Purpose: This study examined the awareness and impact of antitobacco media messages among rural, suburban, and urban youth. Method: Self-administered questionnaires were received from 1,622, 1,059, and 1,177 middle school (sixth, seventh, and eighth grade) students in rural, suburban, and urban locations, respectively. Logistic regression compared media awareness and impact among the groups, controlling for grade, gender, race, and smoking behavior. Results: Compared to rural youth, suburban youth were more likely to recall media messages about the dangerous health effects of tobacco use (odds ratio [OR] = 1.94) and have their personal choice to use tobacco affected by the messages (OR = 1.85). Suburban and urban youth more often recalled antitobacco messages (OR = 2.00 and 2.15), reported that the messages made them think about the dangers of tobacco use (OR = 2.02 and 1.47), believed that these ads prevent youth from initiating tobacco use (OR = 3.21 and 1.46) and stop youth from using tobacco (OR = 2.25 and 1.47), and recalled seeing specific campaign television ads (OR = 3.72 and 3.57). Urban youth were more likely to recall specific campaign messages on the radio (OR = 1.58). Neither suburban nor urban youth differed from the rural youth on whether the campaign-specific radio and television ads made them think about not using tobacco. Conclusions: The results support the need for targeting antitobacco media announcements to youth, based on their residence.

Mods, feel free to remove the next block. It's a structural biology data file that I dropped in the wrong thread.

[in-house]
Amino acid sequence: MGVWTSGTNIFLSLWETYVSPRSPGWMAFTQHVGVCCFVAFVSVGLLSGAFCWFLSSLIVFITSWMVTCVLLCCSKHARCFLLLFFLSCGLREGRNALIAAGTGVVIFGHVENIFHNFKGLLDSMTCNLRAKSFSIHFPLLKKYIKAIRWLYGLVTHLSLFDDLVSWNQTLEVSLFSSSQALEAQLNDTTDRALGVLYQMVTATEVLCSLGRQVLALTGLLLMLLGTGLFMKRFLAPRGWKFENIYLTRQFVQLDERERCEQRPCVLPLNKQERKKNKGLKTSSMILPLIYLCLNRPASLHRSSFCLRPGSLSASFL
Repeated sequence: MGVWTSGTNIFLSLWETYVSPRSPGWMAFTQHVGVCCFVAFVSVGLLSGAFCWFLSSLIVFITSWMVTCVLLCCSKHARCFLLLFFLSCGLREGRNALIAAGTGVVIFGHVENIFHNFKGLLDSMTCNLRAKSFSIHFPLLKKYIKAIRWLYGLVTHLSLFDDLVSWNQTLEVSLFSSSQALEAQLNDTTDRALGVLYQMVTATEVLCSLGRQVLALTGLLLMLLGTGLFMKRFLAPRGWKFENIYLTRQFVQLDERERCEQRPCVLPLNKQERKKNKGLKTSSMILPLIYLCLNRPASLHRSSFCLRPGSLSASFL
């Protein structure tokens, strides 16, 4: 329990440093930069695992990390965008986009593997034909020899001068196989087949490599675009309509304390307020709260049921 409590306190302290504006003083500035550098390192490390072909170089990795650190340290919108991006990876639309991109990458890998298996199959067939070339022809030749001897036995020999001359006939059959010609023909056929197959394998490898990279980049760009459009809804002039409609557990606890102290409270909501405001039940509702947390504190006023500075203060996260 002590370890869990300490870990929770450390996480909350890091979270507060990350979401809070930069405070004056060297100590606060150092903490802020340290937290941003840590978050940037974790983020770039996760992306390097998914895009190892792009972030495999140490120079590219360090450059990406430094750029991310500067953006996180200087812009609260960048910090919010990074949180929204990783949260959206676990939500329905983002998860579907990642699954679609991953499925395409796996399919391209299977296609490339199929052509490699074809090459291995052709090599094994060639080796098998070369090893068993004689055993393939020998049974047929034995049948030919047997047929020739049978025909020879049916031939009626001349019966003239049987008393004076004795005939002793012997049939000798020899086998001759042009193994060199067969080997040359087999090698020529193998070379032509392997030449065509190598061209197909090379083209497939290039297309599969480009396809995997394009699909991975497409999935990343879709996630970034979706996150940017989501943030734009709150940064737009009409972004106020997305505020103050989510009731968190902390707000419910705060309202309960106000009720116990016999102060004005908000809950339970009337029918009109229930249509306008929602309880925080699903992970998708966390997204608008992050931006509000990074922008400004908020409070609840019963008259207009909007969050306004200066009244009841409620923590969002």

ASJC Scopus subject areas
- Public Health, Environmental and Occupational Health